2. Thanks very much for writing this Tad. I had only heard something vague and in passing until this, so I really appreciated seeing the story here and the way that you framed it and put it into context, the way few if any journalists would know how to do. The very last time I heard the name Dick Pound was back in Australia, during the Sydney Olympics — some Australian comedians were really taking him to town with ceaseless jokes about comments he made, which I have since forgotten. I can now see how he likes to venture into the ridiculous, to his discredit and hopefully not all of ours.

    Monday, October 27, 2008 at 8:11 am | Permalink
  3. fishsticks … very interesting thoughts. I’d tend to agree that she is mixing up primitive with savagery. Savagery is a 19th century term in my mind too. I’m intrigued by your observation that victimhood is inverted here. The idea that whites feel violated by the land claims process is worth further investigation to be sure.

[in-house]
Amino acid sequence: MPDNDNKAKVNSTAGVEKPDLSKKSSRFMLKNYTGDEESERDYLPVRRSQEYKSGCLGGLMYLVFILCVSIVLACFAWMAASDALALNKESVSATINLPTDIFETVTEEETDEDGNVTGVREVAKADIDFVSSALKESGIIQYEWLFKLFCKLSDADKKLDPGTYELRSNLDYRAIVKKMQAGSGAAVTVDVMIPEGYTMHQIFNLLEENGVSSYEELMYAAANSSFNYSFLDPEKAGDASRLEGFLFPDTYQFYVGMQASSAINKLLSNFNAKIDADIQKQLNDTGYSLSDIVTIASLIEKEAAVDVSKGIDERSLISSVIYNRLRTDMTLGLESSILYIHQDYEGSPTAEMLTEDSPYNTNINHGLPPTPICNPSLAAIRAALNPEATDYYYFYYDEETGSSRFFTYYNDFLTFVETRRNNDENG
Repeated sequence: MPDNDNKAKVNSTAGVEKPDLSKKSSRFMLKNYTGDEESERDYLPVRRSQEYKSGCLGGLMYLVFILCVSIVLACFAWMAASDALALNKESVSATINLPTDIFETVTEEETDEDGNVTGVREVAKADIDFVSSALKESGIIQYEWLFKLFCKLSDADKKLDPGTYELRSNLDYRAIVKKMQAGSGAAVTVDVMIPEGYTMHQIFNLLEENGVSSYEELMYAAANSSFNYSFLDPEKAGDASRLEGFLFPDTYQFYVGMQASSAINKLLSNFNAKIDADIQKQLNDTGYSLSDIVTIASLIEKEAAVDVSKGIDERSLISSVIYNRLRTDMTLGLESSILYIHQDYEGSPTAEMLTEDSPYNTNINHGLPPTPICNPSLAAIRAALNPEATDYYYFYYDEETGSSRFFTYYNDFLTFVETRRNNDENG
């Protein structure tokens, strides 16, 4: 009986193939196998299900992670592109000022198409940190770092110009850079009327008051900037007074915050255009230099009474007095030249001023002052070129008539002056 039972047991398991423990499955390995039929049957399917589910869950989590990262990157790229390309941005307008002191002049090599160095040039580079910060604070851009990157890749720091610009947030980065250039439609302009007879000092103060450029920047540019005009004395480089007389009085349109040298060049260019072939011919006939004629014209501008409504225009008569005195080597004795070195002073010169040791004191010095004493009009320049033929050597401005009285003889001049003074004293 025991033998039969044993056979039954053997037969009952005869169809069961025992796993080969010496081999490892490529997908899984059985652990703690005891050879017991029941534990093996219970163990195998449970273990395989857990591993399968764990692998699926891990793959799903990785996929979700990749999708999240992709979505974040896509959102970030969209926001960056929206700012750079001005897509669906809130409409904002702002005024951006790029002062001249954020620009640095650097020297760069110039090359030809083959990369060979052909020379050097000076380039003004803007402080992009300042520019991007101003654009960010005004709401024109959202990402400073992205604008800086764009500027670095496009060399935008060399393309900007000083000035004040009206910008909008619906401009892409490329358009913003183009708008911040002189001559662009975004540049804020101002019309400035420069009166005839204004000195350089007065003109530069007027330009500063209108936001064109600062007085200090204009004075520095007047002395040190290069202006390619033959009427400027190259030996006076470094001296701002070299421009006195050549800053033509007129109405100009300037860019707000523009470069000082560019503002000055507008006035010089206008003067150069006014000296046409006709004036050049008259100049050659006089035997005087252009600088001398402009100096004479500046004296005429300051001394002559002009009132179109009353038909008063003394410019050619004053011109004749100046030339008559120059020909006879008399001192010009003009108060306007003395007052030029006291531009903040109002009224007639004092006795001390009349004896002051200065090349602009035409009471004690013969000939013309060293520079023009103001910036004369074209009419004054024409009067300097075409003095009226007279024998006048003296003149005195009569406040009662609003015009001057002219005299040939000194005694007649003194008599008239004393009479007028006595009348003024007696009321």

And thanks, Max, for your comment too. I am anxious to see how my students engage and respond to this. I’ll see if they worry that his discredit becomes that of the rest of us.

    Monday, October 27, 2008 at 6:08 pm | Permalink
  4. dirk wrote:

    A couple of points should be made.First the term “Aboriginal” is a legal construct.Under Canadian law it implies indigenous peoples are just another ethnic minority that have (second point)”Aboriginal rights or title” as defined under,”section 35 doctrine of aboriginal rights and title”.
    These terms must be understood for what they are,legal construct aimed at reducing indigenous peoples,to just another ethnic minority,which they are not.

    Read Janice Switlo’s:”Who let the dogs out” for the full explanation and implications of these terms “Aboriginals”,”Aborginal rights” and “Aboriginal title”.

    http://www.switlo.com/opinion.php?selected=98

    Thursday, November 6, 2008 at 1:54 am | Permalink
  5. Thanks for the link, dirk. –Tad

    Thursday, November 6, 2008 at 2:12 pm | Permalink
  6. Pineshi Gustin wrote: